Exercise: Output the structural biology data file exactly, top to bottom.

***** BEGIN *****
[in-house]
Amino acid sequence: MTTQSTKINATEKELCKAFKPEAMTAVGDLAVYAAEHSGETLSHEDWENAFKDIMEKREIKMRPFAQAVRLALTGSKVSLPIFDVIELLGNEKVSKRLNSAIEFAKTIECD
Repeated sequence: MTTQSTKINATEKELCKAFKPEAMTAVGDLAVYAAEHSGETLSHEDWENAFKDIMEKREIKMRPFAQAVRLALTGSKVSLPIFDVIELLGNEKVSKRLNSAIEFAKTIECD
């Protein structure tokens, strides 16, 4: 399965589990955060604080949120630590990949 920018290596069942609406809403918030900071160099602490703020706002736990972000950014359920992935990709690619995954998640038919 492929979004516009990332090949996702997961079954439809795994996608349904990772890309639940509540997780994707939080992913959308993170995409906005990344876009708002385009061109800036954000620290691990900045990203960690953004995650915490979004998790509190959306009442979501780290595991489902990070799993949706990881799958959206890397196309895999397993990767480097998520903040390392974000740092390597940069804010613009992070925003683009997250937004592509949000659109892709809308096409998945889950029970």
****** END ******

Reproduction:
[in-house]
Amino acid sequence: MTTQSTKINATEKELCKAFKPEAMTAVGDLAVYAAEHSGETLSHEDWENAFKDIMEKREIKMRPFAQAVRLALTGSKVSLPIFDVIELLGNEKVSKRLNSAIEFAKTIECD
Repeated sequence: MTTQSTKINATEKELCKAFKPEAMTAVGDLAVYAAEHSGETLSHEDWENAFKDIMEKREIKMRPFAQAVRLALTGSKVSLPIFDVIELLGNEKVSKRLNSAIEFAKTIECD
């Protein structure tokens, strides 16, 4: 399965589990955060604080949120630590990949 920018290596069942609406809403918030900071160099602490703020706002736990972000950014359920992935990709690619995954998640038919 492929979004516009990332090949996702997961079954439809795994996608349904990772890309639940509540997780994707939080992913959308993170995409906005990344876009708002385009061109800036954000620290691990900045990203960690953004995650915490979004998790509190959306009442979501780290595991489902990070799993949706990881799958959206890397196309895999397993990767480097998520903040390392974000740092390597940069804010613009992070925003683009997250937004592509949000659109892709809308096409998945889950029970």